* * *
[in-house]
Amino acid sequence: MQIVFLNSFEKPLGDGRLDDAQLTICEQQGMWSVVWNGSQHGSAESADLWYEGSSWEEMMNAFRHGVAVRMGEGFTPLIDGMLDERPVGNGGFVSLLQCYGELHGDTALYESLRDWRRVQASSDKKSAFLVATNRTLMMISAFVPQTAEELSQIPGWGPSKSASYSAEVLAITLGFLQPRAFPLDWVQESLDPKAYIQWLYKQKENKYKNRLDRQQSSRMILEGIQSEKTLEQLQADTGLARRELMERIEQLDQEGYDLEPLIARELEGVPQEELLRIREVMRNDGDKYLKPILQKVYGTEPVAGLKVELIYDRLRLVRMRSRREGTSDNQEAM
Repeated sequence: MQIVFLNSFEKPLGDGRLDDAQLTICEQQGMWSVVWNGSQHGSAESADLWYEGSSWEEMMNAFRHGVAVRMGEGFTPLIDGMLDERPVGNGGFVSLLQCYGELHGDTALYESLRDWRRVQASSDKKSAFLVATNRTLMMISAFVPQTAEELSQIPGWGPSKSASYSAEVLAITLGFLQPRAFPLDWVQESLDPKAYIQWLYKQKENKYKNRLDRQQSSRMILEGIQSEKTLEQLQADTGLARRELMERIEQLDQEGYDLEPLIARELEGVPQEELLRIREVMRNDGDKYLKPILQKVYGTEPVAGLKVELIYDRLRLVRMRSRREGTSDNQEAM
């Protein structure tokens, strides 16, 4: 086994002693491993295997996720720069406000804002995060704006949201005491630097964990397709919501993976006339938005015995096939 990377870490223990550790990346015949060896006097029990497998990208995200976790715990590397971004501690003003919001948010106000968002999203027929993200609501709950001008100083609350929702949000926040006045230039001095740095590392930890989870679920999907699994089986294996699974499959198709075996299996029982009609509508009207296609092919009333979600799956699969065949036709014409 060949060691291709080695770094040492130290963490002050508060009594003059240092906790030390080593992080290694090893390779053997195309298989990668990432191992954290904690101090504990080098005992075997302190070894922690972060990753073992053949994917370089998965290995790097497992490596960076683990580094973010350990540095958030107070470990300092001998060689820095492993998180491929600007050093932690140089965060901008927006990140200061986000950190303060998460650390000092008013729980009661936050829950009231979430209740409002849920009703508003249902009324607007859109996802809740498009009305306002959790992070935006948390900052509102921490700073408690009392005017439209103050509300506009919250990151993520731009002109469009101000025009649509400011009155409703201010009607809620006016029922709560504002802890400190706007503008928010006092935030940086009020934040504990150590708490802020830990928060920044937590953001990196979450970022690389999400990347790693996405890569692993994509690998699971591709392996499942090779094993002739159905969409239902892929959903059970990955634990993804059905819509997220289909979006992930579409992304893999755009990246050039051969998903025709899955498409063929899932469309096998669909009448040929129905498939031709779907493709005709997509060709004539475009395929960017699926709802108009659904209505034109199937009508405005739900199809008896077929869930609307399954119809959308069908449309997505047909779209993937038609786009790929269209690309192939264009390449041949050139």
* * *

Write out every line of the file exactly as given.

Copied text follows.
[in-house]
Amino acid sequence: MQIVFLNSFEKPLGDGRLDDAQLTICEQQGMWSVVWNGSQHGSAESADLWYEGSSWEEMMNAFRHGVAVRMGEGFTPLIDGMLDERPVGNGGFVSLLQCYGELHGDTALYESLRDWRRVQASSDKKSAFLVATNRTLMMISAFVPQTAEELSQIPGWGPSKSASYSAEVLAITLGFLQPRAFPLDWVQESLDPKAYIQWLYKQKENKYKNRLDRQQSSRMILEGIQSEKTLEQLQADTGLARRELMERIEQLDQEGYDLEPLIARELEGVPQEELLRIREVMRNDGDKYLKPILQKVYGTEPVAGLKVELIYDRLRLVRMRSRREGTSDNQEAM
Repeated sequence: MQIVFLNSFEKPLGDGRLDDAQLTICEQQGMWSVVWNGSQHGSAESADLWYEGSSWEEMMNAFRHGVAVRMGEGFTPLIDGMLDERPVGNGGFVSLLQCYGELHGDTALYESLRDWRRVQASSDKKSAFLVATNRTLMMISAFVPQTAEELSQIPGWGPSKSASYSAEVLAITLGFLQPRAFPLDWVQESLDPKAYIQWLYKQKENKYKNRLDRQQSSRMILEGIQSEKTLEQLQADTGLARRELMERIEQLDQEGYDLEPLIARELEGVPQEELLRIREVMRNDGDKYLKPILQKVYGTEPVAGLKVELIYDRLRLVRMRSRREGTSDNQEAM
């Protein structure tokens, strides 16, 4: 086994002693491993295997996720720069406000804002995060704006949201005491630097964990397709919501993976006339938005015995096939 990377870490223990550790990346015949060896006097029990497998990208995200976790715990590397971004501690003003919001948010106000968002999203027929993200609501709950001008100083609350929702949000926040006045230039001095740095590392930890989870679920999907699994089986294996699974499959198709075996299996029982009609509508009207296609092919009333979600799956699969065949036709014409 060949060691291709080695770094040492130290963490002050508060009594003059240092906790030390080593992080290694090893390779053997195309298989990668990432191992954290904690101090504990080098005992075997302190070894922690972060990753073992053949994917370089998965290995790097497992490596960076683990580094973010350990540095958030107070470990300092001998060689820095492993998180491929600007050093932690140089965060901008927006990140200061986000950190303060998460650390000092008013729980009661936050829950009231979430209740409002849920009703508003249902009324607007859109996802809740498009009305306002959790992070935006948390900052509102921490700073408690009392005017439209103050509300506009919250990151993520731009002109469009101000025009649509400011009155409703201010009607809620006016029922709560504002802890400190706007503008928010006092935030940086009020934040504990150590708490802020830990928060920044937590953001990196979450970022690389999400990347790693996405890569692993994509690998699971591709392996499942090779094993002739159905969409239902892929959903059970990955634990993804059905819509997220289909979006992930579409992304893999755009990246050039051969998903025709899955498409063929899932469309096998669909009448040929129905498939031709779907493709005709997509060709004539475009395929960017699926709802108009659904209505034109199937009508405005739900199809008896077929869930609307399954119809959308069908449309997505047909779209993937038609786009790929269209690309192939264009390449041949050139």